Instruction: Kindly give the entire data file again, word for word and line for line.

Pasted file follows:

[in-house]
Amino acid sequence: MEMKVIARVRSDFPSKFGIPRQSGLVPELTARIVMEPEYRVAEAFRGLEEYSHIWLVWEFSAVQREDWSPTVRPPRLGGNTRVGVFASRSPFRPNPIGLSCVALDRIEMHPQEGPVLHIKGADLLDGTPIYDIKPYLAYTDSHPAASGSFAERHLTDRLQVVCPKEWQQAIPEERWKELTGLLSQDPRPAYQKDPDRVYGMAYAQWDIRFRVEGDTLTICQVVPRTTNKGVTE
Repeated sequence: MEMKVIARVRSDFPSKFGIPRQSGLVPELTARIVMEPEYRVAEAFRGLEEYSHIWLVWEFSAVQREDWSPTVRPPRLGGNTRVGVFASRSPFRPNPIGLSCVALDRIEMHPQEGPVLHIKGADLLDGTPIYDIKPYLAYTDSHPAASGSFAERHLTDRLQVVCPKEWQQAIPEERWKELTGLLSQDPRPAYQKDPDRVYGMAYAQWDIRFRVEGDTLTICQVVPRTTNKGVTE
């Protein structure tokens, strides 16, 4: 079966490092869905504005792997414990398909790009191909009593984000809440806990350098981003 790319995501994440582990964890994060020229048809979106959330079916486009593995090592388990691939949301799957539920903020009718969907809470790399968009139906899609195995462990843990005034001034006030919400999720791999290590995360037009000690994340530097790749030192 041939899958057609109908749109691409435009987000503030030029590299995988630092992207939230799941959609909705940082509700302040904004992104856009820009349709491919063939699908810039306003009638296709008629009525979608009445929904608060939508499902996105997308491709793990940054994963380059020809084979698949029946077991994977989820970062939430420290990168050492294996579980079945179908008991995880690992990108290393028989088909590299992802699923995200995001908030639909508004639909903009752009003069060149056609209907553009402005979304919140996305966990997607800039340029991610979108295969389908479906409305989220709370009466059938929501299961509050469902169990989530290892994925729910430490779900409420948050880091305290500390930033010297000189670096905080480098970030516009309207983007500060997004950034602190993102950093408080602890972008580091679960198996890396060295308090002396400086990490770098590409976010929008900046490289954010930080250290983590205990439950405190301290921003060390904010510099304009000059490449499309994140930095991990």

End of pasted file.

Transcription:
[in-house]
Amino acid sequence: MEMKVIARVRSDFPSKFGIPRQSGLVPELTARIVMEPEYRVAEAFRGLEEYSHIWLVWEFSAVQREDWSPTVRPPRLGGNTRVGVFASRSPFRPNPIGLSCVALDRIEMHPQEGPVLHIKGADLLDGTPIYDIKPYLAYTDSHPAASGSFAERHLTDRLQVVCPKEWQQAIPEERWKELTGLLSQDPRPAYQKDPDRVYGMAYAQWDIRFRVEGDTLTICQVVPRTTNKGVTE
Repeated sequence: MEMKVIARVRSDFPSKFGIPRQSGLVPELTARIVMEPEYRVAEAFRGLEEYSHIWLVWEFSAVQREDWSPTVRPPRLGGNTRVGVFASRSPFRPNPIGLSCVALDRIEMHPQEGPVLHIKGADLLDGTPIYDIKPYLAYTDSHPAASGSFAERHLTDRLQVVCPKEWQQAIPEERWKELTGLLSQDPRPAYQKDPDRVYGMAYAQWDIRFRVEGDTLTICQVVPRTTNKGVTE
């Protein structure tokens, strides 16, 4: 079966490092869905504005792997414990398909790009191909009593984000809440806990350098981003 790319995501994440582990964890994060020229048809979106959330079916486009593995090592388990691939949301799957539920903020009718969907809470790399968009139906899609195995462990843990005034001034006030919400999720791999290590995360037009000690994340530097790749030192 041939899958057609109908749109691409435009987000503030030029590299995988630092992207939230799941959609909705940082509700302040904004992104856009820009349709491919063939699908810039306003009638296709008629009525979608009445929904608060939508499902996105997308491709793990940054994963380059020809084979698949029946077991994977989820970062939430420290990168050492294996579980079945179908008991995880690992990108290393028989088909590299992802699923995200995001908030639909508004639909903009752009003069060149056609209907553009402005979304919140996305966990997607800039340029991610979108295969389908479906409305989220709370009466059938929501299961509050469902169990989530290892994925729910430490779900409420948050880091305290500390930033010297000189670096905080480098970030516009309207983007500060997004950034602190993102950093408080602890972008580091679960198996890396060295308090002396400086990490770098590409976010929008900046490289954010930080250290983590205990439950405190301290921003060390904010510099304009000059490449499309994140930095991990």